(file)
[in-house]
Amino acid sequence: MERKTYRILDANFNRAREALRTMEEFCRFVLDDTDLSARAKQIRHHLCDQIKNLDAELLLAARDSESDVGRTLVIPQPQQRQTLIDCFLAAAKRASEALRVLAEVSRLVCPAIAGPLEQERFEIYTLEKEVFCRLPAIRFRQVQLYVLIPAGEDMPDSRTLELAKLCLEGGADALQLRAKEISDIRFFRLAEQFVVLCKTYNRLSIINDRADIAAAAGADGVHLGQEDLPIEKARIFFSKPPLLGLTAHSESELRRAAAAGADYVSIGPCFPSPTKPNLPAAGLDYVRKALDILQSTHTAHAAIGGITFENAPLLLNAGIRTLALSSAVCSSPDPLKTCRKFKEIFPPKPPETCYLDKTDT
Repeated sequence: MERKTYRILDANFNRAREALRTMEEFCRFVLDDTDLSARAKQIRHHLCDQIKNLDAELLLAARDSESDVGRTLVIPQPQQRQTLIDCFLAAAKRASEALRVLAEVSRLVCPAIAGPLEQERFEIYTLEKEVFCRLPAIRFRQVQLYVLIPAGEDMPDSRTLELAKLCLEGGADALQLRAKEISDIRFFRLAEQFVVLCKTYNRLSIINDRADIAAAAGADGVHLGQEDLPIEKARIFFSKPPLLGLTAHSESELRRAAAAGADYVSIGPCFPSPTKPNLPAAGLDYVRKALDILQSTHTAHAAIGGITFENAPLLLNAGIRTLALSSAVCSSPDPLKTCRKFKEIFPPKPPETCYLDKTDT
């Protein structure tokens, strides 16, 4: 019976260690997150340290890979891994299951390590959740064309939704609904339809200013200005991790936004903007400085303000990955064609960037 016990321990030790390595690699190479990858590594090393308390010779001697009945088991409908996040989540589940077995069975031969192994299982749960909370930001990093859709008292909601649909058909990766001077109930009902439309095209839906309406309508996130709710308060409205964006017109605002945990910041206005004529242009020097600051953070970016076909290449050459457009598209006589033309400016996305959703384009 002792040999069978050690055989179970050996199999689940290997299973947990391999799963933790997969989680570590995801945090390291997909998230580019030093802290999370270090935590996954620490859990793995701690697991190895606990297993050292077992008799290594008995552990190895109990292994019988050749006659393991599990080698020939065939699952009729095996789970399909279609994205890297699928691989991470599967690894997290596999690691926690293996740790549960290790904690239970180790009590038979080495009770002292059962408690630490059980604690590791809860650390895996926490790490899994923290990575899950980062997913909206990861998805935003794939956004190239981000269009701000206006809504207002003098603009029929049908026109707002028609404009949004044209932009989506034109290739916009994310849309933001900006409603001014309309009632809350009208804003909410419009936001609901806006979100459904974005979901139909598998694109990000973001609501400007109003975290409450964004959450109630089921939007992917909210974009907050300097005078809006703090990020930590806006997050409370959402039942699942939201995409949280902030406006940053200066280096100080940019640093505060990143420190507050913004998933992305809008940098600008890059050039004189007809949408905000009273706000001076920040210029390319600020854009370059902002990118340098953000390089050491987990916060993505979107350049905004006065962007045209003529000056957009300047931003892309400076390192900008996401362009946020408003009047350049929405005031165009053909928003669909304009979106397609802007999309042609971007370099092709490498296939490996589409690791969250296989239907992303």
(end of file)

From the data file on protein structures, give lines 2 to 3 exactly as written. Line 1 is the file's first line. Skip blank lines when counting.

Amino acid sequence: MERKTYRILDANFNRAREALRTMEEFCRFVLDDTDLSARAKQIRHHLCDQIKNLDAELLLAARDSESDVGRTLVIPQPQQRQTLIDCFLAAAKRASEALRVLAEVSRLVCPAIAGPLEQERFEIYTLEKEVFCRLPAIRFRQVQLYVLIPAGEDMPDSRTLELAKLCLEGGADALQLRAKEISDIRFFRLAEQFVVLCKTYNRLSIINDRADIAAAAGADGVHLGQEDLPIEKARIFFSKPPLLGLTAHSESELRRAAAAGADYVSIGPCFPSPTKPNLPAAGLDYVRKALDILQSTHTAHAAIGGITFENAPLLLNAGIRTLALSSAVCSSPDPLKTCRKFKEIFPPKPPETCYLDKTDT
Repeated sequence: MERKTYRILDANFNRAREALRTMEEFCRFVLDDTDLSARAKQIRHHLCDQIKNLDAELLLAARDSESDVGRTLVIPQPQQRQTLIDCFLAAAKRASEALRVLAEVSRLVCPAIAGPLEQERFEIYTLEKEVFCRLPAIRFRQVQLYVLIPAGEDMPDSRTLELAKLCLEGGADALQLRAKEISDIRFFRLAEQFVVLCKTYNRLSIINDRADIAAAAGADGVHLGQEDLPIEKARIFFSKPPLLGLTAHSESELRRAAAAGADYVSIGPCFPSPTKPNLPAAGLDYVRKALDILQSTHTAHAAIGGITFENAPLLLNAGIRTLALSSAVCSSPDPLKTCRKFKEIFPPKPPETCYLDKTDT